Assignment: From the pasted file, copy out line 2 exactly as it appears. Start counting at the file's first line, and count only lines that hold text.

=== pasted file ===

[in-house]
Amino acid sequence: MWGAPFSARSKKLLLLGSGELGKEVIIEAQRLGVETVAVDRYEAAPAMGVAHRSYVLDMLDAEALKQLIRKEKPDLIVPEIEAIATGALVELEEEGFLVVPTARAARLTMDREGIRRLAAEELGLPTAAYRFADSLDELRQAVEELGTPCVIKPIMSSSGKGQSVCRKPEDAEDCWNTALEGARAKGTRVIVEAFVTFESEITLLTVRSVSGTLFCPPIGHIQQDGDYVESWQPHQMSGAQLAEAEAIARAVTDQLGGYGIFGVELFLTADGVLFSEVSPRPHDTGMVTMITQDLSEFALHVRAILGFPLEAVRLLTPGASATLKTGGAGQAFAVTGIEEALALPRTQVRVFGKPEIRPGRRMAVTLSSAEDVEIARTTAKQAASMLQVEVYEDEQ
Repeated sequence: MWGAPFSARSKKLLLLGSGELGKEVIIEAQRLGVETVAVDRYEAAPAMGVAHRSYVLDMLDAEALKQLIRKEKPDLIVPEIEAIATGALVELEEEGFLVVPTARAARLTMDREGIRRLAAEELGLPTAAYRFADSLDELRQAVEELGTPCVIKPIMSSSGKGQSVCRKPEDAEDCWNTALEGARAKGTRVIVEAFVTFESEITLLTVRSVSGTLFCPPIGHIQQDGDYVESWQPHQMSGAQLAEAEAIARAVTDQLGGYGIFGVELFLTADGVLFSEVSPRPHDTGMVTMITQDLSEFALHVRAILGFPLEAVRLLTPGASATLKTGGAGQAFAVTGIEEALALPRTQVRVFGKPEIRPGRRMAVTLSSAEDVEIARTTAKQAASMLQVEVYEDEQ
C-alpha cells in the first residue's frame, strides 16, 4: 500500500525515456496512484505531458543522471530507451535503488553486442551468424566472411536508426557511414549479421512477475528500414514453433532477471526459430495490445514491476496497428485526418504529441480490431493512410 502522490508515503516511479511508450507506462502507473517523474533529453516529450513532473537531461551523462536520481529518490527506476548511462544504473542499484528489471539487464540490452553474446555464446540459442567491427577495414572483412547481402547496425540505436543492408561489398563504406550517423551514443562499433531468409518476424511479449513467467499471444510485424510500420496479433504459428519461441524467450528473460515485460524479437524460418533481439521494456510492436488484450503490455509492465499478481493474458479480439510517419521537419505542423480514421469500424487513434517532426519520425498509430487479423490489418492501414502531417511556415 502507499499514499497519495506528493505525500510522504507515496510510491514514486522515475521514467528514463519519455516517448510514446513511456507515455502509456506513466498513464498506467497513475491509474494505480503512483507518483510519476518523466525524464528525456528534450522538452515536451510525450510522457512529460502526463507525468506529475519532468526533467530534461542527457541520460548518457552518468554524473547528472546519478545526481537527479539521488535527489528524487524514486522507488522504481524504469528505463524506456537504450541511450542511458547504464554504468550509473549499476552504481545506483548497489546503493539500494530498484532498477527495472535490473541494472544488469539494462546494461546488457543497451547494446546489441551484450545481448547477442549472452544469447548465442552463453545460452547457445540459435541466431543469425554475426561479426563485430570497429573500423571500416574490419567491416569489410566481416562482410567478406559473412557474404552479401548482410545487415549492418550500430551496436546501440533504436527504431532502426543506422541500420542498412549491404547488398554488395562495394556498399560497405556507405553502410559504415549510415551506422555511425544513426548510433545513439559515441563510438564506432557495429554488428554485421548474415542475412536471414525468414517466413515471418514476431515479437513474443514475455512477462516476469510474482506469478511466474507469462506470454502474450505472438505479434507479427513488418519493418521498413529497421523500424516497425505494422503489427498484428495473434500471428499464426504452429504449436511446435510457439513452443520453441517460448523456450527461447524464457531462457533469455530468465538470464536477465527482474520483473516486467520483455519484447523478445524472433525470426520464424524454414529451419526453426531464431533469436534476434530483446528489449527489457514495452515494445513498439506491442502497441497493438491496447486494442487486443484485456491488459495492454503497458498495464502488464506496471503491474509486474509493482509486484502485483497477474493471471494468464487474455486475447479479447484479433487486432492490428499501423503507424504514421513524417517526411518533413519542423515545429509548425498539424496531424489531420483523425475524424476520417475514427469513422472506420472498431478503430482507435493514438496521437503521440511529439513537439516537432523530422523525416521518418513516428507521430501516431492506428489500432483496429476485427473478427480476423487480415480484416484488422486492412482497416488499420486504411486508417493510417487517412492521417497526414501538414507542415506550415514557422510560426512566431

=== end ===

Amino acid sequence: MWGAPFSARSKKLLLLGSGELGKEVIIEAQRLGVETVAVDRYEAAPAMGVAHRSYVLDMLDAEALKQLIRKEKPDLIVPEIEAIATGALVELEEEGFLVVPTARAARLTMDREGIRRLAAEELGLPTAAYRFADSLDELRQAVEELGTPCVIKPIMSSSGKGQSVCRKPEDAEDCWNTALEGARAKGTRVIVEAFVTFESEITLLTVRSVSGTLFCPPIGHIQQDGDYVESWQPHQMSGAQLAEAEAIARAVTDQLGGYGIFGVELFLTADGVLFSEVSPRPHDTGMVTMITQDLSEFALHVRAILGFPLEAVRLLTPGASATLKTGGAGQAFAVTGIEEALALPRTQVRVFGKPEIRPGRRMAVTLSSAEDVEIARTTAKQAASMLQVEVYEDEQ